- The Global Leaders Fund (I class USD) returned 5.5% over the month, following good earnings reports. Adobe, Visa and Berkshire Hathaway were the best contributors to performance. Following a strong performance in the previous month, Samsung returns disappointed, as did those of Unilever and BP.
- Global equity markets continued to climb in August with the global index rising 6.2%, led by significant returns from a handful of stocks. The S&P 500 has now reached new highs. Without the returns provided by only five companies - including Microsoft, in which the fund invests - the S&P 500 would be in negative territory for the year.
- Trading activity was limited, with a small trim made to Home Depot following strong performance.
When the stock market returns close to annual return expectations in a one-month period then some tempering of future return expectations is usually required. Towards the end of the month was the Federal Reserve Bank of Kansas City’s annual symposium in Jackson Hole. At this meeting, US Federal Reserve chairman Jerome Powell said that the Fed’s decisions from now on will be guided by the “shortfall of employment from its maximum level” and no longer by deviations either side of full employment. He also outlined a move towards “average inflation targeting”. Overall, the implication is that monetary policy is likely to remain expansionary further into the future than the stock market had previously anticipated. This is likely to mean that asset prices continue to rise. Given the lack of available returns from other asset classes equities seem likely to continue to benefit.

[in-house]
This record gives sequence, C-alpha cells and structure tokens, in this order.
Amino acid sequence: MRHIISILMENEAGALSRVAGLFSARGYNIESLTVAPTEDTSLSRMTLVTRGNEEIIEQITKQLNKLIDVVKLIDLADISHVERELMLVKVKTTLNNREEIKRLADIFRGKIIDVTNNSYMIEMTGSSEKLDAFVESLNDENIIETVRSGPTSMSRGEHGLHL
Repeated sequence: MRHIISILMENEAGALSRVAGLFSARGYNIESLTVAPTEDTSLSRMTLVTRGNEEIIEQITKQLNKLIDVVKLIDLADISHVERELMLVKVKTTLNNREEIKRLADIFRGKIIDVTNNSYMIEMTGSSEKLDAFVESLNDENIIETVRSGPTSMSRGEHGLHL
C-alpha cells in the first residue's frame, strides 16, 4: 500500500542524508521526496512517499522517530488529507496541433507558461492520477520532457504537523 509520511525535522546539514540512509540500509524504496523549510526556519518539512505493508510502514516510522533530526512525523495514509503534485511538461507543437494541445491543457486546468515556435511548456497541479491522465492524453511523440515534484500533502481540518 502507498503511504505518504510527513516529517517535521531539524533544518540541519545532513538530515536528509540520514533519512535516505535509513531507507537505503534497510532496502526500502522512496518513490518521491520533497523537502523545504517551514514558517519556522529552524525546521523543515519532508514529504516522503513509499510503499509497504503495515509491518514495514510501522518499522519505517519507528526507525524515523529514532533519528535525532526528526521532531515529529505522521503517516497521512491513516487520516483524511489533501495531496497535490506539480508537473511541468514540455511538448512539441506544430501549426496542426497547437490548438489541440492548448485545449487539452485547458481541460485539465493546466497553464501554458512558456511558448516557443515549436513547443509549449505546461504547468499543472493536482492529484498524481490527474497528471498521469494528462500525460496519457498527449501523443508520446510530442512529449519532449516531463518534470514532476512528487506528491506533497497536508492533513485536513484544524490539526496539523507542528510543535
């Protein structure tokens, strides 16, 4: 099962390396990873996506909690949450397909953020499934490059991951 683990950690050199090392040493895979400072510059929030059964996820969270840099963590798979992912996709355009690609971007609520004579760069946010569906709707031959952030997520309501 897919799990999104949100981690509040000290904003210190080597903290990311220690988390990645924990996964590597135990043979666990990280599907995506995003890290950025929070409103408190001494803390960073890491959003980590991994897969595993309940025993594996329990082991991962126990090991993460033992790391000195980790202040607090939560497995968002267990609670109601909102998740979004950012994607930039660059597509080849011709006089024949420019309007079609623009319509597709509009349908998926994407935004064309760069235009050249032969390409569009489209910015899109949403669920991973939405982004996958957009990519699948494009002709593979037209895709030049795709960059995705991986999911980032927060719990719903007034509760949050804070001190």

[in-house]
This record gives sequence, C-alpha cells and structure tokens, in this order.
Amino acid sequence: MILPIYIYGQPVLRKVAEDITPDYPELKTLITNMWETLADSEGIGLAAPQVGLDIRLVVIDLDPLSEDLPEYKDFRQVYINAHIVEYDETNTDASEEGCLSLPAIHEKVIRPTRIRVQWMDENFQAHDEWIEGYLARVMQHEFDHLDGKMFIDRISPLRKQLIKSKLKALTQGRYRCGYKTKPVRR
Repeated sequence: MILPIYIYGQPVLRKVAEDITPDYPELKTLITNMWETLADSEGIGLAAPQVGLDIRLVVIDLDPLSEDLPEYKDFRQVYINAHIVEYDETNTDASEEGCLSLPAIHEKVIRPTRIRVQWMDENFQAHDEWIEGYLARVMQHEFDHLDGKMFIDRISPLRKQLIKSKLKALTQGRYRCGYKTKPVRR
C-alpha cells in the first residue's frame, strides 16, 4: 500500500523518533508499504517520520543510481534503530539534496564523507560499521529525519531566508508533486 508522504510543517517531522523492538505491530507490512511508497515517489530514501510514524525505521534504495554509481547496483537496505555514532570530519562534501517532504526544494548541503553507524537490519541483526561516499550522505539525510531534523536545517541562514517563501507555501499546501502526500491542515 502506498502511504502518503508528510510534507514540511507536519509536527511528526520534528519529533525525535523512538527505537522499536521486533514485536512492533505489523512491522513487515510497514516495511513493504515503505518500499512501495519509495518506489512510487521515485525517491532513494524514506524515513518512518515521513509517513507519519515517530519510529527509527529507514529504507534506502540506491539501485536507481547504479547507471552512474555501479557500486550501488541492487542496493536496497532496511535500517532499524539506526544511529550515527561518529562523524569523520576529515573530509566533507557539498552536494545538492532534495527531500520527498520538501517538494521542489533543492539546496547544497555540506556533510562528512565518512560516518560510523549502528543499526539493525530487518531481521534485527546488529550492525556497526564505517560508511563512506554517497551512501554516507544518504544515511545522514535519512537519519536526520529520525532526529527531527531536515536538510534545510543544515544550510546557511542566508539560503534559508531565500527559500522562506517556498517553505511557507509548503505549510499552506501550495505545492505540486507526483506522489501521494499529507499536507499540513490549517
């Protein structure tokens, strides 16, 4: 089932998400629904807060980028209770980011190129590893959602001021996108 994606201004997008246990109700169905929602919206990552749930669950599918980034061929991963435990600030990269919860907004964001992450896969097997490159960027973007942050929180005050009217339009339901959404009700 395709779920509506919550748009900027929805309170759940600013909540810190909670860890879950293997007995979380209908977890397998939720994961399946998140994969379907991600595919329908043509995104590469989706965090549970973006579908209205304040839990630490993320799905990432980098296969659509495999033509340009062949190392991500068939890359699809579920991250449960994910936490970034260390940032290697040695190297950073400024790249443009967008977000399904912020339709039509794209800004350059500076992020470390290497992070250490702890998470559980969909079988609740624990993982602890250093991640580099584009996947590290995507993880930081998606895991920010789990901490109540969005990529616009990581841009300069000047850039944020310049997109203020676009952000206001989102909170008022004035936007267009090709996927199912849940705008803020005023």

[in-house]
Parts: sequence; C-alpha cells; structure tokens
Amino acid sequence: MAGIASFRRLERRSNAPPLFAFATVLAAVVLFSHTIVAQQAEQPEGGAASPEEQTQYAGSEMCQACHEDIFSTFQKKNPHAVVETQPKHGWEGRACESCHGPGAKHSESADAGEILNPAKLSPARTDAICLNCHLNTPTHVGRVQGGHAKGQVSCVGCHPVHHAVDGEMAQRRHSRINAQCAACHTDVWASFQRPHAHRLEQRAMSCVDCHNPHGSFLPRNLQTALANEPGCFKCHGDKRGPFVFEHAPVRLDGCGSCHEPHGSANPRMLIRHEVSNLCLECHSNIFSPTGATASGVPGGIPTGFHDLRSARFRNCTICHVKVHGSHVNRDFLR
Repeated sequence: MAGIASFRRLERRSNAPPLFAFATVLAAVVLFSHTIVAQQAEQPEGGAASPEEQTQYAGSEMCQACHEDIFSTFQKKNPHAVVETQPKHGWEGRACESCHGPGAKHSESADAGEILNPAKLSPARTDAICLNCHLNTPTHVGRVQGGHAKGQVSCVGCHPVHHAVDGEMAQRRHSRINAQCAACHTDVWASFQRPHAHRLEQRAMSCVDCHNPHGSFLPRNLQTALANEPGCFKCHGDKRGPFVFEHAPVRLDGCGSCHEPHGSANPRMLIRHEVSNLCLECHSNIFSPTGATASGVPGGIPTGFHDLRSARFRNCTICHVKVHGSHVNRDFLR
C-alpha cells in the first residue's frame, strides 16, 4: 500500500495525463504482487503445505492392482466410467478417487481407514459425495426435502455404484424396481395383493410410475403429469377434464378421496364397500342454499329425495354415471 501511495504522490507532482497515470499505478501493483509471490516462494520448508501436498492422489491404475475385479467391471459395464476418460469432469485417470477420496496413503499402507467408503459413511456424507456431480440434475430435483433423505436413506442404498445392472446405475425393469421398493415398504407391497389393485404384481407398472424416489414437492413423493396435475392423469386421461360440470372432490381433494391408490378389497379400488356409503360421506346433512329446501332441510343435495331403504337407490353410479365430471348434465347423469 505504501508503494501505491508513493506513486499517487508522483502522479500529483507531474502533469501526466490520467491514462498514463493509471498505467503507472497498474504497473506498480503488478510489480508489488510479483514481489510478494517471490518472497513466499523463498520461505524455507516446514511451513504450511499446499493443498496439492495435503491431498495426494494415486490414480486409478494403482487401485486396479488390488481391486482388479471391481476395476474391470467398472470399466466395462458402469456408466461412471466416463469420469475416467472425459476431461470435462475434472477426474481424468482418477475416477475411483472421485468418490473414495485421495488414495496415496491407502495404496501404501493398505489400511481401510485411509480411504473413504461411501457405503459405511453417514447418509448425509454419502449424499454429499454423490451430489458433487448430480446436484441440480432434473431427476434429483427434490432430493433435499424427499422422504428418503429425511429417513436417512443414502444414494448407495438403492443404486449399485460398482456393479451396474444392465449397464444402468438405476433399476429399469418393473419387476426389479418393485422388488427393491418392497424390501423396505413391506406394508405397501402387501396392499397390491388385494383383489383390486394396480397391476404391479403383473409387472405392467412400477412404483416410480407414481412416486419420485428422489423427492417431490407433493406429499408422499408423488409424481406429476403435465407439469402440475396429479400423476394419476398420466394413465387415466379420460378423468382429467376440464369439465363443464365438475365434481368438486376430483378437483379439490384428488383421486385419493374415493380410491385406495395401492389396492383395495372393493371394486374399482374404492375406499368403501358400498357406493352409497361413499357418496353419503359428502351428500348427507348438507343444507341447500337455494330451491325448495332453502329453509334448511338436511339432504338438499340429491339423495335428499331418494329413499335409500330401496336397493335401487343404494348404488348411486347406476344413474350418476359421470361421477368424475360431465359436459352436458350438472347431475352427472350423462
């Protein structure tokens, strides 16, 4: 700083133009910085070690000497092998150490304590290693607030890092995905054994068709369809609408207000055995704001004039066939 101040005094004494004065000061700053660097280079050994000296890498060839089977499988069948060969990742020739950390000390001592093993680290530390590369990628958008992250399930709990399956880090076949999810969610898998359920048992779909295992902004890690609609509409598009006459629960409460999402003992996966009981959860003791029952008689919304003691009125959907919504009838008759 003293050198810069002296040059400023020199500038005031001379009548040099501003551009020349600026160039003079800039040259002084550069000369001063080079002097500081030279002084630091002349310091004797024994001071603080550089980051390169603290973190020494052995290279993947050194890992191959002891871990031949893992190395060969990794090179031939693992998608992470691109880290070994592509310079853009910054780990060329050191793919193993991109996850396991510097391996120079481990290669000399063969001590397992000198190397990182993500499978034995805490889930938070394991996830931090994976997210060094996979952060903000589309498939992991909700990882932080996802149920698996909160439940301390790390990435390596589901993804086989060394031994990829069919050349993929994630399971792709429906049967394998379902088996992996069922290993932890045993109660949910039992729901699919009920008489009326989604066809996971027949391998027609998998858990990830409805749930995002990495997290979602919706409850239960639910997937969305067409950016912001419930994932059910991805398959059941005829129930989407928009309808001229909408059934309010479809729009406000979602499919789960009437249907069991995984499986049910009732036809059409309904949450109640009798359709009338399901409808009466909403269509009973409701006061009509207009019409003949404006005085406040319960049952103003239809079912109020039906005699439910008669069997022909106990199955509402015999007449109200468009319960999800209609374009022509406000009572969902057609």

Some element of inflation was previously thought likely to lead to higher interest rates and hence a re-evaluation of the market of traditional growth and value stocks. This now no longer looks likely in the medium term. It seems likely that this results in the continuation of the recent environment which is more favourable for stocks providing future earnings growth than traditional value-based investments. Long term this looks likely to lead to asset bubbles when market prices in some sectors increase over time and trade at far higher levels than fundamentals would suggest appropriate. Though everything is easy in hindsight, bubble spotting is notoriously difficult and claims of finding them are usually made by those wrongly positioned, at least in the short term.
We remain committed to identifying high-quality companies offering growth at a reasonable price.